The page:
BONUS TIP – If you’re using WordPress, you can use the above speed testing tools to find out if any of your plugins are slowing your site down. Simply take a benchmark, deactivate your plugin and then re-test. You will then need to reactivate the plugin before moving on to the next one. If your plugins are slowing your site down and they are not really crucial, consider deleting them.
Image optimisation using compression
Images take up memory. The more memory used, the longer it will take to load your page. The solution is compression. Uploading your images using compression tools like Compressor.io or TinyPNG will reduce the amount of memory used.
The image on the left is the original, while the image on the right has been compressed by 36%. As you can see, the quality has hardly changed. Naturally, if you heavily compress an image, it will reduce the quality. You need to strike a balance between compression and image quality so test different options and tools.
A concise URL structure is integral for search engines and users to find information effectively, much like getting from A to B. As your website changes, so will your URL structure. It’s important to keep your structure organised and tidy to avoid navigation pitfalls.
Imagine you stock a Winchester wedding dress in your Opulent collection under this URL: mybridalshop.co.uk/opulent/winchester.
But the dress becomes discontinued, what do you do with the URL? Don’t delete it. Imagine all the SEO juice that URL has generated during its existence. By deleting the URL, you are throwing away a part of your website performance. The solution is to use a 301 redirect.
This essentially redirects all the SEO juice from one URL to another. But... do not redirect to an irrelevant page. Using the example above, I would redirect the discontinued Winchester dress to another gown in the same collection such as the Worcester: mybridalshop.co.uk/opulent/worcester
That way, the SEO juice from the Winchester dress passes on and benefits other relevant products. Remember to change the links on all your other pages that point to the redirected URL. Your links should always point to their final destination.
If using WordPress, you can serve 301s using a plugin. I would recommend you serve 301s on the server. You can do this yourself if your hosting uses cPanel but remember this can break your site if you aren’t sure. Most shared hosting providers have tutorials or you can contact their support teams.
If your site is using a Linux server running Apache, then serve via the .htaccess file. This method will require your web developer, it’s probably worth having a chat with them about the other ways of serving a 301.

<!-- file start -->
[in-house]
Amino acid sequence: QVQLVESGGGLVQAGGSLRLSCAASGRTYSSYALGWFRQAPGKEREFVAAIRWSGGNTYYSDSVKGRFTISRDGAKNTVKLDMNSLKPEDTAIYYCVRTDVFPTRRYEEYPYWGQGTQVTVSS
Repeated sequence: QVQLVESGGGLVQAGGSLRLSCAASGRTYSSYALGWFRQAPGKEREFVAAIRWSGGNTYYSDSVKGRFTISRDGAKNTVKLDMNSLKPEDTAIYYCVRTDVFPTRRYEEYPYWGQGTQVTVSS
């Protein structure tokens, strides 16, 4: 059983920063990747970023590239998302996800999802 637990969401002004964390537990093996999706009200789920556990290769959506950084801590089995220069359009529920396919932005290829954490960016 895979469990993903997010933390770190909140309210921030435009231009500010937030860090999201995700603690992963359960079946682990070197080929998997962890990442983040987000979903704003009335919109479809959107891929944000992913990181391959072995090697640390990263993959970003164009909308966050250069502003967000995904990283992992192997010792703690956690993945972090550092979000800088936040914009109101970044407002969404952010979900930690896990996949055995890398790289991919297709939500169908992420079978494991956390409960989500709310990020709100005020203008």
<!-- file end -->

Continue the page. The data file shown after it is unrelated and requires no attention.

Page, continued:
404 response code
I’m sure you’ve seen the following error message when navigating a site.
A 404 error means content used to exist on that page but temporarily cannot be found. In a nutshell, 404s can be a brick wall if there are traffic and links pointing to the missing URL. Imagine you are searching for a product or service and then you hit a 404. Chances are you are going to exit the site.
You want to minimise the likelihood of visitors exiting without converting so dealing with 404s is an important task. You can identify 404s using the crawl errors report in Google Search Console.
When you have identified all 404s, find out if the URL is receiving traffic (use Google Analytics) and has links pointing to it (check other pages). If it does, consider using a 301 redirect to another relevant URL thus plugging the gap. If the 404 page has naturally become redundant and a 301 redirect is not ideal, then consider serving a 410. For example, you have a page about an accreditation you no longer wish to renew. It is not related to any other pages and thus becomes redundant.
410 response code
410s mean that content on the URL has been permanently deleted. This is the best way to delete redundant URLs. Here is an image to help you understand the difference between 404s and 410s.
Two shops close down at the same time. One doesn’t have a notice in the window which may confuse visitors, while the other shop clearly displays a sign saying it has closed down and therefore, visitors know to go elsewhere.
When Google comes across a 404, it will revisit the URL several times to check the content has not been restored. If Google repeatedly finds the content missing when visiting a 404, it will eventually remove the page URL from its index. By using a 410 on redundant pages, you can actually speed up the process of Google removing the web page from its index.
Secure websites - HTTPS
Have you ever noticed those little padlocks next to a URL in your web browser?
URLs start with HTTP. This is the standard command which defines how data is transmitted on the internet. Think of it like a calling code that is required when requesting information from somewhere. Secure website use HTTPS. The extra ‘S’ stands for secure meaning the connection between your browser and the website is encrypted. This is an important part of protecting personal data that is submitted by website visitors such as completing a contact form or making a payment.